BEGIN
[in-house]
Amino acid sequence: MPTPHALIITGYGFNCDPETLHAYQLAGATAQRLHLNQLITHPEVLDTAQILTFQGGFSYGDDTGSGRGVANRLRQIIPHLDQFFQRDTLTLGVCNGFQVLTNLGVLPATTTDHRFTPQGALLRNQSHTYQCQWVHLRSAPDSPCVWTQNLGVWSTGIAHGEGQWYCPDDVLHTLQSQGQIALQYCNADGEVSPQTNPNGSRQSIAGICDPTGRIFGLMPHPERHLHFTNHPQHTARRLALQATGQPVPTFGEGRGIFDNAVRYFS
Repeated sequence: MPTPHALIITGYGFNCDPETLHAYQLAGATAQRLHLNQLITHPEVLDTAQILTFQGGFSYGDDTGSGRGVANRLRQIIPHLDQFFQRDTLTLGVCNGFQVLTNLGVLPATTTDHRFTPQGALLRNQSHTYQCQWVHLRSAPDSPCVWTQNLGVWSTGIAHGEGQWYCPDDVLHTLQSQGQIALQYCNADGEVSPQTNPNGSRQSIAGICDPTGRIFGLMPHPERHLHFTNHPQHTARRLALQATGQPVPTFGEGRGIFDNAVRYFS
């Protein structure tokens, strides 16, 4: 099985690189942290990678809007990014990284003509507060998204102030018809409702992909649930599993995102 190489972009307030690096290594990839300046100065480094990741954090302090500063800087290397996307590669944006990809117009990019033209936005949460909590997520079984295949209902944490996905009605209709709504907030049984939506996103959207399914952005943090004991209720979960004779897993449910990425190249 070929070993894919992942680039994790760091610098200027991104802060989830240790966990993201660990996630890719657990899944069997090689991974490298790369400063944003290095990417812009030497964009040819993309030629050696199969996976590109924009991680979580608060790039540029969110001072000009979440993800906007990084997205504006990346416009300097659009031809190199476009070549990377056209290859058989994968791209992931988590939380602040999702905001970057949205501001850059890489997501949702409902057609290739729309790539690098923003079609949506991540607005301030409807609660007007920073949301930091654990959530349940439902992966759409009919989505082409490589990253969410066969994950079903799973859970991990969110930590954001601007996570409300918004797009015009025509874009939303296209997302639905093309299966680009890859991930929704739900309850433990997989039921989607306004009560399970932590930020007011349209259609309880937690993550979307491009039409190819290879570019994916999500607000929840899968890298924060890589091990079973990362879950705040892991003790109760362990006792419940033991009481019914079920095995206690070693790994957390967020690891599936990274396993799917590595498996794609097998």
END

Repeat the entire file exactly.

[in-house]
Amino acid sequence: MPTPHALIITGYGFNCDPETLHAYQLAGATAQRLHLNQLITHPEVLDTAQILTFQGGFSYGDDTGSGRGVANRLRQIIPHLDQFFQRDTLTLGVCNGFQVLTNLGVLPATTTDHRFTPQGALLRNQSHTYQCQWVHLRSAPDSPCVWTQNLGVWSTGIAHGEGQWYCPDDVLHTLQSQGQIALQYCNADGEVSPQTNPNGSRQSIAGICDPTGRIFGLMPHPERHLHFTNHPQHTARRLALQATGQPVPTFGEGRGIFDNAVRYFS
Repeated sequence: MPTPHALIITGYGFNCDPETLHAYQLAGATAQRLHLNQLITHPEVLDTAQILTFQGGFSYGDDTGSGRGVANRLRQIIPHLDQFFQRDTLTLGVCNGFQVLTNLGVLPATTTDHRFTPQGALLRNQSHTYQCQWVHLRSAPDSPCVWTQNLGVWSTGIAHGEGQWYCPDDVLHTLQSQGQIALQYCNADGEVSPQTNPNGSRQSIAGICDPTGRIFGLMPHPERHLHFTNHPQHTARRLALQATGQPVPTFGEGRGIFDNAVRYFS
């Protein structure tokens, strides 16, 4: 099985690189942290990678809007990014990284003509507060998204102030018809409702992909649930599993995102 190489972009307030690096290594990839300046100065480094990741954090302090500063800087290397996307590669944006990809117009990019033209936005949460909590997520079984295949209902944490996905009605209709709504907030049984939506996103959207399914952005943090004991209720979960004779897993449910990425190249 070929070993894919992942680039994790760091610098200027991104802060989830240790966990993201660990996630890719657990899944069997090689991974490298790369400063944003290095990417812009030497964009040819993309030629050696199969996976590109924009991680979580608060790039540029969110001072000009979440993800906007990084997205504006990346416009300097659009031809190199476009070549990377056209290859058989994968791209992931988590939380602040999702905001970057949205501001850059890489997501949702409902057609290739729309790539690098923003079609949506991540607005301030409807609660007007920073949301930091654990959530349940439902992966759409009919989505082409490589990253969410066969994950079903799973859970991990969110930590954001601007996570409300918004797009015009025509874009939303296209997302639905093309299966680009890859991930929704739900309850433990997989039921989607306004009560399970932590930020007011349209259609309880937690993550979307491009039409190819290879570019994916999500607000929840899968890298924060890589091990079973990362879950705040892991003790109760362990006792419940033991009481019914079920095995206690070693790994957390967020690891599936990274396993799917590595498996794609097998």